Circular Design Comes Around

Planned for Cullman County, Ala., the above jail uses a C-shaped circular design that allows for horizontal expansion of the jail.

Circular jail design is not as expensive as commonly believed, and is being effectively applied in counties with tight budgets, says Fred Moyer, whose firm recently participated in two such projects.

“The historical origins of the circular design go back to the 18th century and began with the notion of the all-seeing eye and being able to observe all movement and activity from one point,” says Moyer of utilitarian philosopher Jeremy Bentham’s panopticon. “You couldn’t expect-even at that time-that one person could do all that. But nonetheless, there’s a logic about having a vantage point from which a lot of surveillance is possible.”

After providing an initial design concept to Bray Associates Architects for a new circular jail in Sheboygan County, Wis., Moyer Associates later worked with CLA Architecture in developing plans for a new jail in Cullman County, Ala. When Moyer noted that the needs of the two counties were similar, he mentioned circular design, and before he even knew it, cost-conscious Cullman officials were in Wisconsin touring the Sheboygan facility.

There, the visiting Alabamans were told that the slightly higher building costs were being recouped by reduced staffing costs, allowing three people to supervise 120 prisoners on lockdown and two to oversee 150 work-release inmates. In fact, the 94,885-square-foot jail came in under budget at $16.2 million, allowing Phase II to begin earlier than expected. In both counties, Moyer developed the design concept and all security requirements.

“A construction person is going to say circular design comes at a premium because you need to cut building components such as the ceiling tile. There will be some cutting, but that’s more than offset by the savings in square footage that needs to be heated and cooled, electrical service, and all the rest. There’s a significant reduction in overall building square footage.”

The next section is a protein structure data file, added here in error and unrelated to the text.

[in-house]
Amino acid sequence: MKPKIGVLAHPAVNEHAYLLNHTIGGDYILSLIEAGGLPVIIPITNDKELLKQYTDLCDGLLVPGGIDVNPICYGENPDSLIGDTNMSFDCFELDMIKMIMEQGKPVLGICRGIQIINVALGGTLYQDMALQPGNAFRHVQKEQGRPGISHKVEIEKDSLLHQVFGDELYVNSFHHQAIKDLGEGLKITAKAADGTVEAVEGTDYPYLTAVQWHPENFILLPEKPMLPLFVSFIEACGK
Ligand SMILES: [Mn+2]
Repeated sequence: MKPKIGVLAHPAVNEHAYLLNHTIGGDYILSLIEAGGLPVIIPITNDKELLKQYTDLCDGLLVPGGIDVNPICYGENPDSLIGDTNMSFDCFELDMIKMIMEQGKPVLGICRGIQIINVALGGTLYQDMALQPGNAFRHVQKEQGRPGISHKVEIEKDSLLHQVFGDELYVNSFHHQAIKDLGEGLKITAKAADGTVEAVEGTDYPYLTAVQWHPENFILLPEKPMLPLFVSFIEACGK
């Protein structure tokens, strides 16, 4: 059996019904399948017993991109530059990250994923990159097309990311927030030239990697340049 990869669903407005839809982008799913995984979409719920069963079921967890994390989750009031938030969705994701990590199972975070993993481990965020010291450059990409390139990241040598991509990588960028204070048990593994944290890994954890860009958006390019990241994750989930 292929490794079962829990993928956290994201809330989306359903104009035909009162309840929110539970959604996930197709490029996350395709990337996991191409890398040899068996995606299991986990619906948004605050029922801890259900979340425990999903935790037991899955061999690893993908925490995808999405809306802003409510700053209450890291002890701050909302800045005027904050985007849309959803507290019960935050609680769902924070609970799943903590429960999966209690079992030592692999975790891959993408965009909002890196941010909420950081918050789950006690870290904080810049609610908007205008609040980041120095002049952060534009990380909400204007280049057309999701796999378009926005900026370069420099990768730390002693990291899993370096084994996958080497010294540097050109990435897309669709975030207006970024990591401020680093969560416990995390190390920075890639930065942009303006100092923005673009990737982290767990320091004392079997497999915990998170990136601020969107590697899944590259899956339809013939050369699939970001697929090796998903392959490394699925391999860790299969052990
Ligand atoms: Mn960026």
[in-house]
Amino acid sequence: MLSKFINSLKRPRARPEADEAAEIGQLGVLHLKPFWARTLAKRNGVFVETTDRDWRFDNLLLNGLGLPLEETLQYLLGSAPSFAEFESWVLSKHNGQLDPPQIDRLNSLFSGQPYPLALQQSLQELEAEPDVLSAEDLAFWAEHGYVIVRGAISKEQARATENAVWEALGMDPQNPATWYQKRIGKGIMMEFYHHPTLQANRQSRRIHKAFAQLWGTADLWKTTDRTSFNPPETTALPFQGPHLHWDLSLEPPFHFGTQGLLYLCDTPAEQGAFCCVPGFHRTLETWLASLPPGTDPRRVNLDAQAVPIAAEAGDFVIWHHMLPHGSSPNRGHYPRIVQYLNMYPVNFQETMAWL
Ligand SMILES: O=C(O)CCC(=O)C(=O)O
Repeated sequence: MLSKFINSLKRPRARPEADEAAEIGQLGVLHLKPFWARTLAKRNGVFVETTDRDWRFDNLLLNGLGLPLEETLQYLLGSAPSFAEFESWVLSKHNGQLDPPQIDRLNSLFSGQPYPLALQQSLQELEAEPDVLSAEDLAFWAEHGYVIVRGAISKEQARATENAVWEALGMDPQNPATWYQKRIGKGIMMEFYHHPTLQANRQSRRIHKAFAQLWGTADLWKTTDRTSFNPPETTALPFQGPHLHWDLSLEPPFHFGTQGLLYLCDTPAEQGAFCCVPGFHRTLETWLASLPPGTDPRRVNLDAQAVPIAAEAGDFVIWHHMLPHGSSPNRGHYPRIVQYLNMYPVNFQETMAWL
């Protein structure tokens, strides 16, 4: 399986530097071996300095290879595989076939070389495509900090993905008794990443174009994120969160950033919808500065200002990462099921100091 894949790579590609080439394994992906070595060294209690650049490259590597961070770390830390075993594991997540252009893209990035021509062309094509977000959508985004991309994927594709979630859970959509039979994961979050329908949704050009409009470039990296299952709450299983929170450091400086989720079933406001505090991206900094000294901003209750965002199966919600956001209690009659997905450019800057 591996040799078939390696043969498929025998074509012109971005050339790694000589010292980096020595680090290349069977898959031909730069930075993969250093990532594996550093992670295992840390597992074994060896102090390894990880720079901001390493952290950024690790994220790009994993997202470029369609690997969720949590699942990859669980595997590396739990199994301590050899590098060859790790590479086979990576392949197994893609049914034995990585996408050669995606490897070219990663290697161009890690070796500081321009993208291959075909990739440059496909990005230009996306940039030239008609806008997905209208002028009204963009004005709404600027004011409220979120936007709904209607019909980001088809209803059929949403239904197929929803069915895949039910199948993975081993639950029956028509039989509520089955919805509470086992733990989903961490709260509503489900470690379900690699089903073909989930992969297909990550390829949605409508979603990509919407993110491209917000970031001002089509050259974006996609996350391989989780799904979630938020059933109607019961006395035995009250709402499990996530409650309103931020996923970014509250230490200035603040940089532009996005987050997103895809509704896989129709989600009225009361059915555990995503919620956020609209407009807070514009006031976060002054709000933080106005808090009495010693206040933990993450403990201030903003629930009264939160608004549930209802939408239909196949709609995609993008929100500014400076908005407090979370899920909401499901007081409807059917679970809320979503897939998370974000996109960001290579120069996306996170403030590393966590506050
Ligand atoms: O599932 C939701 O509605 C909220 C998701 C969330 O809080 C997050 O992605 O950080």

That more than offsets the incidental cutting of shapes, Moyer says. Sheboygan was well below the cost of other Wisconsin jails of similar size, and the suddenly available funds enabled planners to begin Phase II earlier than expected.

The jail in Sheboygan County, Wis., uses an S-shaped spine in its circular design.

Because circular design is more compact, it’s possible to wrap the functions around the housing. “One of the things circular design allows us to do is have a central post where there is back-up staff surveillance of all housing units, as well as outdoor exercise units,” says Moyer. “But we’re not relying on indirect supervision. Circular design might imply that that’s what it’s all about, but it’s really not.”

Moyer says circular design permits the enclosure of the greatest area within the perimeter. “As a fact of geometry, we’re able to obtain 35-square-feet of day space per person, as well as provide space for life-safety and circulation, and do it with less square footage than with a rectilinear design,” says Moyer.

But the circle is not a catch-all jail design, Moyer asserts. Sites with existing structures or otherwise dense sites may make it difficult to incorporate the necessary dimensions. “Another drawback is that the circle is complete, which can limit expansion options,” he warns. Sheboygan was designed to be expanded vertically, this meant mechanical systems could not be placed on the roof.

Both the Sheboygan and Cullman sites provided the required flat, open space. But that’s where the similarity ends. Sheboygan, designed by Bray Associates Architects, relies on vertical expandability and an S-shaped circulation spine running through the circle, while Cullman was designed by CLA Architecture for horizontal expansion with a C-shaped spine that allows space for a future sheriff’s administration building that will close the circle.

“We’re making improvements beyond what was done in Sheboygan-like locating the outdoor exercise area so it can be observed from the central control point,” Moyer says of Cullman. Further reducing costs, Cullman will also differ from its predecessor by incorporating modular cells.

The basic design concept is in place, which can be varied to accommodate the manufactured modules. Planners will release pre-bid package for modular cells in early 2003, both concrete and steel, and then base the design on the proportion of the chosen bid package.

Such facilities also accommodate the current trend of creating a profile for the facility that, to observers, doesn’t appear as a jail; there’s no use of razor ribbon and a secure perimeter is formed by the building envelope. Moyer says both Sheboygan and Cullman look more like office buildings or light manufacturing facilities to the casual observer.

“A design project needs to grow out of its specific circumstances and opportunities-the mission of the facility and the differences between its components,” says Moyer. “Circular design may not fit all situations, but the geometry can still become useful in obtaining a friendly and secure presence in the community,” says Moyer.